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Michel Ney

(1769—1815)


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(1769–1815)

Marshal of France. The most famous and popular of Napoleon's generals, he served Napoleon in the brilliant campaigns of 1794 and 1795, commanded the army of the Rhine (1799), and conquered the Tyrol. His support was decisive in Napoleon's victory at Friedland (14 June 1807). In the retreat from Moscow (1812) he commanded the defence of the grande armée against the Russians and was created Prince of Moscow by Napoleon in 1813. After the Battle of Leipzig he urged Napoleon to abdicate (1814). He agreed to take the oath of allegiance to the restored monarchy, but, when sent to check Napoleon's advance (1815) during the Hundred Days, he joined him instead, fighting heroically at Waterloo, after which he was tried for treason and shot.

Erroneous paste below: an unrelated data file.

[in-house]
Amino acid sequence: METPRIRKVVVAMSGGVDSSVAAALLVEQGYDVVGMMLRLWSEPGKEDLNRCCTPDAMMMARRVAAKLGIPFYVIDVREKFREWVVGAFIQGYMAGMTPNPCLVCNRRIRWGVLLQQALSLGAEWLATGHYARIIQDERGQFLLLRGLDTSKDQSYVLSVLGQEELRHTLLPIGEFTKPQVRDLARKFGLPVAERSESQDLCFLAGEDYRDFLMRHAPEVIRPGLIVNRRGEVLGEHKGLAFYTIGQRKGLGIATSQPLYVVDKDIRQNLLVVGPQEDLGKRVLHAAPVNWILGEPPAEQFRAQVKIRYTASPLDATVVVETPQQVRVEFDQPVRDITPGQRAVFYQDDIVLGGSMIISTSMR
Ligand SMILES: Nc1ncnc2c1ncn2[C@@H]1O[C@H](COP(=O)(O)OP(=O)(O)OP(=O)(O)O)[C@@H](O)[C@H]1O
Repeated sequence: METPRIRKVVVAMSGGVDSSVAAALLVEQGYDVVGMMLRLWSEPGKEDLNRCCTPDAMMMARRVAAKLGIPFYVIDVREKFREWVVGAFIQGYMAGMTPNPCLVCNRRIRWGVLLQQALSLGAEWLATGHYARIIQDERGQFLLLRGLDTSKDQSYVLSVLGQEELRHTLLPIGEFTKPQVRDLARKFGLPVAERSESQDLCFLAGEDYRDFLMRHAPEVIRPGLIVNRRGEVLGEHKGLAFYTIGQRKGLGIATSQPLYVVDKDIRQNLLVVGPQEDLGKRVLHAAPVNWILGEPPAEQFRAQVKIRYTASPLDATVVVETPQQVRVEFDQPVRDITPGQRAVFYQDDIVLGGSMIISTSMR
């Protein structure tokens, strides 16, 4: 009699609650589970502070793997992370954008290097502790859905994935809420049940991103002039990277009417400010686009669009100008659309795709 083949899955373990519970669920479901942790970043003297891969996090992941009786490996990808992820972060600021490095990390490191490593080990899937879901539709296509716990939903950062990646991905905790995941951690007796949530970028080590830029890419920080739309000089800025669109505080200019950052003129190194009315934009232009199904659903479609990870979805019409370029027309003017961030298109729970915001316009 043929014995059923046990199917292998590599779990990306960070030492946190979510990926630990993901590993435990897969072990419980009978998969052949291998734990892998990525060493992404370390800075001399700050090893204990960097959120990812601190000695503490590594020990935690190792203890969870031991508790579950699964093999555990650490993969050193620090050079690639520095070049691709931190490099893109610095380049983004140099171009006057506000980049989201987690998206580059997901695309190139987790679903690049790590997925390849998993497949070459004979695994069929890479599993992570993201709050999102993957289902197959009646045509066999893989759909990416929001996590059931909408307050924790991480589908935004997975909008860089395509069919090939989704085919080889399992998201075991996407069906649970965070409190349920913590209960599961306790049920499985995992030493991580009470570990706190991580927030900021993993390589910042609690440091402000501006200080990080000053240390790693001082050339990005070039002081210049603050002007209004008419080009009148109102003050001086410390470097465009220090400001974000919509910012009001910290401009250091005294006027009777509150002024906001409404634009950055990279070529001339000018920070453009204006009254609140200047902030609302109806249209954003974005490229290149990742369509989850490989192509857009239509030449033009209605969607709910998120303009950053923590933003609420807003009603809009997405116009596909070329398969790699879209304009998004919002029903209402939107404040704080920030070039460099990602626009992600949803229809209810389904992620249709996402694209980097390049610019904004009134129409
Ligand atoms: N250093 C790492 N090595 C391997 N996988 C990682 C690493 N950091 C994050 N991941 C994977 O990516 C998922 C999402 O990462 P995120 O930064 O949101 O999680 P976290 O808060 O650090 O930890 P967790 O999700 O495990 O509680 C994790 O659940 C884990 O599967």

Subjects: World History — Military History.


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